If you’re reading this, you’re probably wondering how to make a perfect omelet. Maybe even how to make an omelet, period.
Making an omelet isn’t the easiest thing in the world to do. It’s taken me a little time to get it right. But don’t fret–it’s by no means impossible.
How many eggs? Do I put milk in it? Cream? Sour cream? Do I flip it? Do I turn it over once or twice?
It was some trial and error. However, I make an omelet a few times a week now and I’ve gotten to the point where I achieve what I want every single time.
Step One: Get all the ingredients
The first thing you want to do before you worry about anything else is making sure you have what you need.
You will need:
- Frying Pan
- Butter knife
- Heavy whipping cream
- A decent-sized drinking cup
- Any condiments you want to put in.
- A dinner plate
I’ll go over all these items in greater detail as we go along. A perfect creation for the animal-based eater.
Step Two: Frying Pan
Once you establish all your items, put your frying pan on the burner, turn the heat on medium for about five minutes. You’ll want a 12″ frying pan for this; either ceramic or cast iron will do fine. For me, this gives the perfect thickness for the base of your omelet–which is your egg.
While your pan is heating up, you’ll prepare the rest of your stuff.
Step Three: Eggs
Pull out four eggs, break all four into your drinking cup. I use large cage-free or free-range brown eggs. Large is a good size and readily available. The cage-free and free-range eggs are of better quality and taste than the more factory-produced counterpart, the white egg.
With your fork, break all four yolks, then whisk the eggs with the fork for about 15-20 seconds until solidly orange. Then add a dash of heavy whipping cream and whisk for about 20 seconds until the whole egg is a little less orange but all one color, and slightly frothy. The froth may take a minute to settle to the surface.
Set your cup with your eggs within an arm’s reach but don’t put them in the frying pan yet. You just want them handy for when you’re ready.
Step Four: Butter
By now, your frying pan on medium heat should be sufficiently warmed. The main point here is that you don’t start cooking your eggs on a cold pan.
With a butter knife, put one tablespoon of butter in the hot frying pan and spread it around with your spatula until butter evenly covers the surface of the pan. Then immediately pour the egg gently into the center of the pan until the cup is empty. Use your fork to scoop out some of the remaining egg from the cup into the frying pan.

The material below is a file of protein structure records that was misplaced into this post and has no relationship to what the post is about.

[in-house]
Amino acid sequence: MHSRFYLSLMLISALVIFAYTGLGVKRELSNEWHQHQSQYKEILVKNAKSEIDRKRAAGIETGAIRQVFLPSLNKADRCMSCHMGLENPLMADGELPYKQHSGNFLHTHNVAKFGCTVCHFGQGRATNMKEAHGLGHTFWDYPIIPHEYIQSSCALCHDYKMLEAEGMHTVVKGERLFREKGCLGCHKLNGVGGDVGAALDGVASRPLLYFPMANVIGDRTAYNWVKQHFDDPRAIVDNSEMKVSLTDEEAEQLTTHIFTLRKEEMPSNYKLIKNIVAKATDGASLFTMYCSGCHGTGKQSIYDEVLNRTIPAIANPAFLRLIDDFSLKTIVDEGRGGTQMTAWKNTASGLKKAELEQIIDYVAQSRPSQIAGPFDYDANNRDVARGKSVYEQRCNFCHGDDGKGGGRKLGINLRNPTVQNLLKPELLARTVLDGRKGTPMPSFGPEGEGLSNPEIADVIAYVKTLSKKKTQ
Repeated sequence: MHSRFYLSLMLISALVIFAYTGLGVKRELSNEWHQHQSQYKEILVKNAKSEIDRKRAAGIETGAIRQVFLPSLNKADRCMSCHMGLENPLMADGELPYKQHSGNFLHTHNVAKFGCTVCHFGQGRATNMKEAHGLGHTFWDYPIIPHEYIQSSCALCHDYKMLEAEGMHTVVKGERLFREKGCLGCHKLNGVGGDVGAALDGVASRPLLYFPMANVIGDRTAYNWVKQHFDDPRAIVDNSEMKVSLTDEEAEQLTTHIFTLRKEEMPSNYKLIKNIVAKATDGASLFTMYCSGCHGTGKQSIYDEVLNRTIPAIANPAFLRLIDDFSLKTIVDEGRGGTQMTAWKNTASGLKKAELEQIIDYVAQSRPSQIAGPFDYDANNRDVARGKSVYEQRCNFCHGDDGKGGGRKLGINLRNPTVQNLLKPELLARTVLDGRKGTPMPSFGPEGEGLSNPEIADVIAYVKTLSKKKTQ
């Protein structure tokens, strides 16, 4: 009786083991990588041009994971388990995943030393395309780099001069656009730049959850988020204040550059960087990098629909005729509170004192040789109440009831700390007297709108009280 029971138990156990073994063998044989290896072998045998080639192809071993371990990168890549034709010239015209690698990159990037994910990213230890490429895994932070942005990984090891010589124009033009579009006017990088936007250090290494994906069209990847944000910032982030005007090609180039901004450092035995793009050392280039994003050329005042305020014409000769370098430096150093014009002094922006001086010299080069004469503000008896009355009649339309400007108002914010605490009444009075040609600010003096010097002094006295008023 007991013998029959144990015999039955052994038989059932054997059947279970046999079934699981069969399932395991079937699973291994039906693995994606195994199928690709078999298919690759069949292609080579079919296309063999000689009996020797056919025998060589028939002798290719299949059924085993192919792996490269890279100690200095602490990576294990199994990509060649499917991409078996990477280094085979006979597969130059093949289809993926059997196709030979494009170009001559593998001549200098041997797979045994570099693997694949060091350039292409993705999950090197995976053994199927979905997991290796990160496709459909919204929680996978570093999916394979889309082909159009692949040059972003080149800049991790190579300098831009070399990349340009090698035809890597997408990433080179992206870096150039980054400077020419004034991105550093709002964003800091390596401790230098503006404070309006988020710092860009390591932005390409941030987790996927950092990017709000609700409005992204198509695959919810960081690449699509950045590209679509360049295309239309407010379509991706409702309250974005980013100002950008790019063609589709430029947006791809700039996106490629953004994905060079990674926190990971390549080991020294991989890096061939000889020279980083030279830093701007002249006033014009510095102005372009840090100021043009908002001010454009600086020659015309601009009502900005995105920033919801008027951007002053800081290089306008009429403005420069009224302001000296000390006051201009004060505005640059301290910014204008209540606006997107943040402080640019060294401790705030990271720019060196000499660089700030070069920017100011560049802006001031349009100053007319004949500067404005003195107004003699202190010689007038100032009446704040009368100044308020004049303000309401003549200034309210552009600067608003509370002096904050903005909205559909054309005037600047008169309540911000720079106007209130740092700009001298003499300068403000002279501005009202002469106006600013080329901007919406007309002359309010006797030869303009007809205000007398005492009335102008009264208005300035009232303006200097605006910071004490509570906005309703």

For butter, I use the real thing. No margarine or “spread.” Kerrygold is my favorite brand and will give your omelet a nice twist.
Step Five: Salt and pepper
Grab your salt shaker and add some salt all over the surface of the egg. Not a huge amount, just a dusting. Do the same thing with your pepper.
This is key to flavoring your omelet. Don’t wait until your omelet’s finished to salt it. It’s just not the same.
Then add in any condiments with the exception of cheese. For condiments, I love bacon, ham, and mushrooms the most. Let them cook in with the egg as it cooks. Bacon bits out of a bag work fine as far as bacon goes. I used pepperoni because I had some on hand.
Step six: Flip
You’ll want to watch your omelet closely until most of the egg is cooked and the uncooked egg that’s left is just a few puddles on top of the cooked egg.
Use your spatula–the wider the better–to make sure your egg removes easily and sturdily from your frying pan.
Once that’s done and there’s only a little uncooked egg left, get your spatula up underneath the very center of the egg. You’ll want to lift the entire egg about five inches above the frying pan, and then do a quick flip counter-clockwise 180 degrees.
This will take some practice. If a little uncooked egg splashes onto the cooking surface or the stovetop, that’s OK. You can always clean that up once you’re done eating.
You’ll likely see a little bit of brown on your egg, and that’s OK.
Step seven: Finish the cooking
Now that your egg is flipped, now is the time to put any cheese in your omelet. Just add a handful of cheese evenly across the cooked egg. Add the cheese like you would a pizza, with no cheese within an inch or so of the edge of the egg. Let it sit for about 20 seconds. A little of the cheese will start to melt, but you don’t need most of it to melt.
Step eight: Fold
Now you can fold your omelet. Put your spatula on the right side of the egg, pick it up and flip it until the omelet is folded in half.
The butter will make this somewhat of a thick omelet, so folding it in thirds is just not prudent.
Step nine: Salt and eat
Add a little more salt and pepper to the surface of the omelet. I don’t generally put sauce, such as hollandaise, on top of my omelet, but if you want to add some sauce, now’s the time to do it.
The fork you used for whisking the eggs? Quickly wash that and use it to eat your omelet.
Voila! You’re all ready to rock and roll, and enjoy an absolutely delicious omelet.
Did you try this recipe? How did you like it? Do you have any of your own omelet ideas? Please comment in the box below.
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